The smaller a space can be made, the smaller the exhaust equipment can be specified. Partitioning around a dust source takes full advantage of this relationship. Reducing the volume of the space to be exhausted means a smaller fan(s) can be used, which reduces total air movement. Lower air velocity through filter media increases the effective particle separation of the device. Additionally, lower airflow through the filter reduces the frequency required for change out or cleaning. However, due to constantly changing layouts common in metalworking facilities, permanent walls are rarely a good option.
FABRIC CURTAIN WALLS BOOST EXHAUST EFFICIENCY
Thanks to flexible, easy-to-install fabric curtain walls, facility managers now have a solution to effectively separate processing areas from clean/finishing areas. If and when the layout of the facility changes, curtain walls can easily be reconfigured to fit the newest needs. In a situation where a positive pressure space is desired, some sort of enclosure (or “box”) around the space would be optimal to maintain the pressure differential. Fabric curtain walls are an ideal partition solution as they are less expensive to install than hard walls and create an enclosure seal just as effective as a hard wall. In some cases they can be even more effective, particularly if there are many penetrations through the partition like piping, conduit, etc.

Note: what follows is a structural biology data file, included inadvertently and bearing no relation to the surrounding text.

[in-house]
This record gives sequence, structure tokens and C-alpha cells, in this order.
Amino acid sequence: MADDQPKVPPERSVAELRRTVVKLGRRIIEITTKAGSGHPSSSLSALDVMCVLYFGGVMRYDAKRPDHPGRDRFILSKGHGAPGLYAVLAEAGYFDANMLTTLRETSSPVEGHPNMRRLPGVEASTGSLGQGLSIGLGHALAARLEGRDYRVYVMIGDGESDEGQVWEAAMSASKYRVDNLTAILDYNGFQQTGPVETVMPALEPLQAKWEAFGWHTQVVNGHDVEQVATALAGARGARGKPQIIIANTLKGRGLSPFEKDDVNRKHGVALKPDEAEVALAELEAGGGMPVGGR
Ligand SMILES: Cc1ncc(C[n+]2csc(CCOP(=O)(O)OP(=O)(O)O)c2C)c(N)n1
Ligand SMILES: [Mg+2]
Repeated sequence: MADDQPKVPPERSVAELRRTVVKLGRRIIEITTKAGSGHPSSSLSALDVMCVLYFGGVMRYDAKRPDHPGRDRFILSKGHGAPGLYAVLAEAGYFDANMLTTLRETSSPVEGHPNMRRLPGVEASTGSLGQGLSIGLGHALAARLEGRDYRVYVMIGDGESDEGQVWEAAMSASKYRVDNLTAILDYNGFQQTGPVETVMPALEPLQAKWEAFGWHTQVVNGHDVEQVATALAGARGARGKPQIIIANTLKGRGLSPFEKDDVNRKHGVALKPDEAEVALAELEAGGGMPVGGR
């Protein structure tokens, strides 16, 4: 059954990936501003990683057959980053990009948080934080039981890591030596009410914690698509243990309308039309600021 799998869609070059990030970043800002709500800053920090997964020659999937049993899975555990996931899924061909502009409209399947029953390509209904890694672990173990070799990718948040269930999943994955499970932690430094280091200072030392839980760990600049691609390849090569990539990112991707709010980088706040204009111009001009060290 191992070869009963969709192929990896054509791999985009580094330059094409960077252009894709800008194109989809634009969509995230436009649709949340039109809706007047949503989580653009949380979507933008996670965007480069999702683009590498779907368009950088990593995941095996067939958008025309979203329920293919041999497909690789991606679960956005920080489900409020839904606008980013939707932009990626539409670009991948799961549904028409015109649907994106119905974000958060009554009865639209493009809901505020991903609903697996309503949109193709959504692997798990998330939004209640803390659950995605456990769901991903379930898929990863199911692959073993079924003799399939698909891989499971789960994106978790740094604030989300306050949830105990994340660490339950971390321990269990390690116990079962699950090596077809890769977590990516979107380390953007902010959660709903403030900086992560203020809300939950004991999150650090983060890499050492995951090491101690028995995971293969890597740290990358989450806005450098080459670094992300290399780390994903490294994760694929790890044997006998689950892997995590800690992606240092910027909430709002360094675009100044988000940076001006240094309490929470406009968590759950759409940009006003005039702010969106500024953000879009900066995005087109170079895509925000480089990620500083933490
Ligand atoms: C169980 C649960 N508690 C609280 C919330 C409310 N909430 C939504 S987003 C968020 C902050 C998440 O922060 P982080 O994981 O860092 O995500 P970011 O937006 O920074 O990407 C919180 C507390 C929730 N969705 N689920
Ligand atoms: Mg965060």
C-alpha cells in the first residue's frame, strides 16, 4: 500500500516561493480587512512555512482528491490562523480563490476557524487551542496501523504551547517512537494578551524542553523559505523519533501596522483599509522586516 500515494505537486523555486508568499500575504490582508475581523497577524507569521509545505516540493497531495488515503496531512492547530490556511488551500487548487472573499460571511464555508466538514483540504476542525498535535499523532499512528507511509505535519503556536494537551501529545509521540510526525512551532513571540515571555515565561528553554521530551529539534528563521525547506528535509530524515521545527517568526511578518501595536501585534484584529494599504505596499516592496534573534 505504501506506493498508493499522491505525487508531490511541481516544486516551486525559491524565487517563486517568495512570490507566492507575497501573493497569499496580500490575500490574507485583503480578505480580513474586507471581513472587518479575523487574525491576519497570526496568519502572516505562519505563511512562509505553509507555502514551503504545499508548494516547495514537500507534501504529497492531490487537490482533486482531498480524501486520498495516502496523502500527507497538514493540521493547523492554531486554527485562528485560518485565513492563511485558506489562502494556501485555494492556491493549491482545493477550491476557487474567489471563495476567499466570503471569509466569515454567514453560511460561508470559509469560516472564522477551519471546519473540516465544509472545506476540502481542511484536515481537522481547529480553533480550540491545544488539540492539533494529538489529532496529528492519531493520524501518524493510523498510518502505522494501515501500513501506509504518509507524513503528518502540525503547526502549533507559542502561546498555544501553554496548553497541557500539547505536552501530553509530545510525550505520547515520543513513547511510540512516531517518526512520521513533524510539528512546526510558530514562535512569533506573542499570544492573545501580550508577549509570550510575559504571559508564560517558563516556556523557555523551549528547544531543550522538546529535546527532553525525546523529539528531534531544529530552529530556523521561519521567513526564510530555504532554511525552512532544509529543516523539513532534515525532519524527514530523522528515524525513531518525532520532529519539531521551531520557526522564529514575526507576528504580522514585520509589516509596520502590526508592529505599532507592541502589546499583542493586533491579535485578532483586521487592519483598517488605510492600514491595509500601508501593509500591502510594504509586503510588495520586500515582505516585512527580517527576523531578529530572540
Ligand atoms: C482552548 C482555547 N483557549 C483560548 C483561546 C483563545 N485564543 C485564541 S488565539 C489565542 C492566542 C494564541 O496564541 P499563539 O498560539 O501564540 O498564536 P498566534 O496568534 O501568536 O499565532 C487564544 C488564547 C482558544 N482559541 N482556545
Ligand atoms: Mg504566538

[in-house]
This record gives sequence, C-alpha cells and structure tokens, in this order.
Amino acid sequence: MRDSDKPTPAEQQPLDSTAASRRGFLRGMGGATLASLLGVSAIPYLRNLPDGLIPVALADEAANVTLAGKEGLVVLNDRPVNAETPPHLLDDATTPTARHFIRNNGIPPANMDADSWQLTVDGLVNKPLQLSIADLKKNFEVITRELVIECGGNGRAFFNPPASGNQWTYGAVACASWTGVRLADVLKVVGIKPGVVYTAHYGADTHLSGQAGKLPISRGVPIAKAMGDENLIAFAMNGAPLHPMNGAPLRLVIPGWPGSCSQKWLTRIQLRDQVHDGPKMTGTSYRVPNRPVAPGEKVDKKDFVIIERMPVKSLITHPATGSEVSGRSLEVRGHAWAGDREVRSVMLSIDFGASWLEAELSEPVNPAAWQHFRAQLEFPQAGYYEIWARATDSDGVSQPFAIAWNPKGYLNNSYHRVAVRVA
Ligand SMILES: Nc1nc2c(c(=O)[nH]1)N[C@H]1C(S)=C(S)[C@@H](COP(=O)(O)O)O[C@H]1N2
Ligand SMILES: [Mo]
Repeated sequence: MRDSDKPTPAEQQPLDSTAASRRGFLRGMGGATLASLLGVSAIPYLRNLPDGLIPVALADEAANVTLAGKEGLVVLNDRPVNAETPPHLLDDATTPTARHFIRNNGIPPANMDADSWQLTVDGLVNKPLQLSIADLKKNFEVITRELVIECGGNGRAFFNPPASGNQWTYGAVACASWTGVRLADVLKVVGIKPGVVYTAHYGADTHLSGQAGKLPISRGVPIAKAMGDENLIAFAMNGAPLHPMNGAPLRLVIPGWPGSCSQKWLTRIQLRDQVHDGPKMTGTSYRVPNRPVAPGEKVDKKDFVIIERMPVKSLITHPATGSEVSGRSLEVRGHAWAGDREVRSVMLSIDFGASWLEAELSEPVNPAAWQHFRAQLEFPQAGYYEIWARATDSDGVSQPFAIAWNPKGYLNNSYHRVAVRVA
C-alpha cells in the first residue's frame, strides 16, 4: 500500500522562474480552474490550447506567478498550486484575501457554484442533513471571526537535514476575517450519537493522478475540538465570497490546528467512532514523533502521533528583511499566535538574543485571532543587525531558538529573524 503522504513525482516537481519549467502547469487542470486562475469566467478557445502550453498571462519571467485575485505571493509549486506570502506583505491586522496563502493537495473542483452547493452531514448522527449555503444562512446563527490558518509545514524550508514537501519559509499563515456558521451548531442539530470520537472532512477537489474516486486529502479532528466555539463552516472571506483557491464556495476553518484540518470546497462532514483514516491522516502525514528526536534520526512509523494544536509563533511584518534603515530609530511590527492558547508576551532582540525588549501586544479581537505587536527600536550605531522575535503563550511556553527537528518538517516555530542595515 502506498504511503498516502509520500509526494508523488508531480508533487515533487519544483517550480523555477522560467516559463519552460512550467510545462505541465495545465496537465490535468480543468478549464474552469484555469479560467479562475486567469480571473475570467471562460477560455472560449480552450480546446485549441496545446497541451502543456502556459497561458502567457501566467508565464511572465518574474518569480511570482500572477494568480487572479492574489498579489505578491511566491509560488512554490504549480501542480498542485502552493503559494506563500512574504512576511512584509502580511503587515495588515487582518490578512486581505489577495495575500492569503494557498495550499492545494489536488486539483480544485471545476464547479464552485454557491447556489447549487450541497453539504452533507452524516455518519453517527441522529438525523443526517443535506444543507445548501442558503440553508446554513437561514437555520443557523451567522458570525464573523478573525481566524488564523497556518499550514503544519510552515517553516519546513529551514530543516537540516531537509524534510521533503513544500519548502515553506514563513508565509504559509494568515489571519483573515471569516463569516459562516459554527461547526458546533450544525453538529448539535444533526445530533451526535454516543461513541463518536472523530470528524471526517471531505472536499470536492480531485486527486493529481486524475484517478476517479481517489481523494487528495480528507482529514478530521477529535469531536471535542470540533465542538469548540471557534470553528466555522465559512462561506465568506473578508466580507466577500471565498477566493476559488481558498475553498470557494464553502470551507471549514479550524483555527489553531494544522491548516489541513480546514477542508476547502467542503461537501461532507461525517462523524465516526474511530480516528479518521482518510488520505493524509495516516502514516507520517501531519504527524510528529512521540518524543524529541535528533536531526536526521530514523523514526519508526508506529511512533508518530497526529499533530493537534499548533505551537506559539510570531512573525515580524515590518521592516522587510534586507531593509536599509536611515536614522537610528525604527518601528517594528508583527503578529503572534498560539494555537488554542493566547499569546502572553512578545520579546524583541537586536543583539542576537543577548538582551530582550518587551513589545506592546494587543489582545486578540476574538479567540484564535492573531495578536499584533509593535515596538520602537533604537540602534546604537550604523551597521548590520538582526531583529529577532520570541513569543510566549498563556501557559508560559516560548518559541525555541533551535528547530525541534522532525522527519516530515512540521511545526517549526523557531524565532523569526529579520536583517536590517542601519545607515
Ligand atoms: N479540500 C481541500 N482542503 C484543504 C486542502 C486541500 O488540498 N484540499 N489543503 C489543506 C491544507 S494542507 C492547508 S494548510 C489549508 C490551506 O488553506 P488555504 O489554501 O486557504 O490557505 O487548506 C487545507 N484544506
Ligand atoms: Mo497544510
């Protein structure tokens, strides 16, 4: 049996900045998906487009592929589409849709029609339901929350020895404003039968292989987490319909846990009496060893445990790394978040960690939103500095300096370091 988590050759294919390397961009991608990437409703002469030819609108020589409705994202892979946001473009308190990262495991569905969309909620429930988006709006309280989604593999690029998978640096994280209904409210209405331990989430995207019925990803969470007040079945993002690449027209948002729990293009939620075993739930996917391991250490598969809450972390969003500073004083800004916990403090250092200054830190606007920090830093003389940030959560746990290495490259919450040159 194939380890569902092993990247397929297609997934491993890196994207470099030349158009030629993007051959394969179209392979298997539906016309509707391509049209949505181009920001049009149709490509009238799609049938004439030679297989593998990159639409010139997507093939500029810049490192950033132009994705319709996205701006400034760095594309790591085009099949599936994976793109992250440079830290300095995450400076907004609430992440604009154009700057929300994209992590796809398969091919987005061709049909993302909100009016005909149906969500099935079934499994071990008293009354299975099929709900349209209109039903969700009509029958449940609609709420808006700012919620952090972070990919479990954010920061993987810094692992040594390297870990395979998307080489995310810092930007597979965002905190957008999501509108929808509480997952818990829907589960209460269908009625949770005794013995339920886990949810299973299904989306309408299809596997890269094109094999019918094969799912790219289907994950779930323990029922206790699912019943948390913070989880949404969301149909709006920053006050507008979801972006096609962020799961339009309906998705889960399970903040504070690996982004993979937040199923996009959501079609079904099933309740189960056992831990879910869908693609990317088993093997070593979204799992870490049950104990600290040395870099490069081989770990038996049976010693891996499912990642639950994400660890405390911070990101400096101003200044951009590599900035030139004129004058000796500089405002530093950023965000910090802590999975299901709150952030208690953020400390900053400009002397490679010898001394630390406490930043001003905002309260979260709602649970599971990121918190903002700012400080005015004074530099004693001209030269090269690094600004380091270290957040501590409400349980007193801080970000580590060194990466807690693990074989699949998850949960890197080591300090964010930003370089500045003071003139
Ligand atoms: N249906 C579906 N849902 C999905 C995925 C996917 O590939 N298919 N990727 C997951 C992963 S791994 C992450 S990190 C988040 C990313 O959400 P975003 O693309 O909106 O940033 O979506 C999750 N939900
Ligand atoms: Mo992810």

The inclusion of standalone, high-speed roll-up doors in the curtain wall allows for efficient thoroughfare, while minimizing time the interior is open to the processing area. Infiltration could be further reduced by positively pressurizing the clean space. Additionally, fabric curtain walls act as a very effective physical barrier on their own, blocking transfer of particles from space to space. Curtain walls can be single-layer fabric or multi-layer insulated and can easily be fitted with clear vision panels for visual communication between spaces.
Curtain walls are flexible by nature, yet very durable. They can withstand contact from machinery or product, and simply “bend without breaking,” in contrast to a hard permanent wall. They are also relatively easy to reconfigure if a space needs to be enlarged, reduced, or the shape of the space footprint needs to change. No “deconstruction” is required. Fabric curtain walls are easily installed, can be simply trimmed around conduit, piping, ductwork, etc., and can be anchored to the floor to withstand pressure differential across them. Depending on the application, a curtain wall can be suspended from the room ceiling or can be supplied with a standalone framework to hang from. They are available as stationary units, as well as sliding (suspended from roller track), and can be fitted with strip curtains, personnel doors, or high-speed industrial doors for full range of access to the space.